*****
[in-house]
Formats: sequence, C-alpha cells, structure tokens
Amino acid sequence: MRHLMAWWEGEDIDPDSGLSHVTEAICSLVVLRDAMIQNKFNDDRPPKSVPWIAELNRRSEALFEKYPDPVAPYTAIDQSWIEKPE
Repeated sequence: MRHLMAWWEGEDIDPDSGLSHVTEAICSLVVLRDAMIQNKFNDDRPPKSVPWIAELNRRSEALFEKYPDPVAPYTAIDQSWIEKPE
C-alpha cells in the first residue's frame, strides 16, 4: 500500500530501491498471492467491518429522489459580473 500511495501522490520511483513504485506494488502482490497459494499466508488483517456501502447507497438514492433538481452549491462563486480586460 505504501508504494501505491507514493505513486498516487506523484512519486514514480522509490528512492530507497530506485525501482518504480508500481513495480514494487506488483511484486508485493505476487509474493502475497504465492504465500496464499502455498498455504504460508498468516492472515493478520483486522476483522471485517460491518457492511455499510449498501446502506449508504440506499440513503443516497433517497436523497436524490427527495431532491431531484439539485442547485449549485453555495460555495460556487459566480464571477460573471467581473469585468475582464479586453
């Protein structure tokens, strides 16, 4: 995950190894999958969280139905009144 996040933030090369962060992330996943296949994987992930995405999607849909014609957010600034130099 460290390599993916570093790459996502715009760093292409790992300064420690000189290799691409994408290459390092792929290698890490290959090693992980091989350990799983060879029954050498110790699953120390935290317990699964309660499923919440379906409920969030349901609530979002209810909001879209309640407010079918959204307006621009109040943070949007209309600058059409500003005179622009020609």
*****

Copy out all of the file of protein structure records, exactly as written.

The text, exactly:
[in-house]
Formats: sequence, C-alpha cells, structure tokens
Amino acid sequence: MRHLMAWWEGEDIDPDSGLSHVTEAICSLVVLRDAMIQNKFNDDRPPKSVPWIAELNRRSEALFEKYPDPVAPYTAIDQSWIEKPE
Repeated sequence: MRHLMAWWEGEDIDPDSGLSHVTEAICSLVVLRDAMIQNKFNDDRPPKSVPWIAELNRRSEALFEKYPDPVAPYTAIDQSWIEKPE
C-alpha cells in the first residue's frame, strides 16, 4: 500500500530501491498471492467491518429522489459580473 500511495501522490520511483513504485506494488502482490497459494499466508488483517456501502447507497438514492433538481452549491462563486480586460 505504501508504494501505491507514493505513486498516487506523484512519486514514480522509490528512492530507497530506485525501482518504480508500481513495480514494487506488483511484486508485493505476487509474493502475497504465492504465500496464499502455498498455504504460508498468516492472515493478520483486522476483522471485517460491518457492511455499510449498501446502506449508504440506499440513503443516497433517497436523497436524490427527495431532491431531484439539485442547485449549485453555495460555495460556487459566480464571477460573471467581473469585468475582464479586453
């Protein structure tokens, strides 16, 4: 995950190894999958969280139905009144 996040933030090369962060992330996943296949994987992930995405999607849909014609957010600034130099 460290390599993916570093790459996502715009760093292409790992300064420690000189290799691409994408290459390092792929290698890490290959090693992980091989350990799983060879029954050498110790699953120390935290317990699964309660499923919440379906409920969030349901609530979002209810909001879209309640407010079918959204307006621009109040943070949007209309600058059409500003005179622009020609």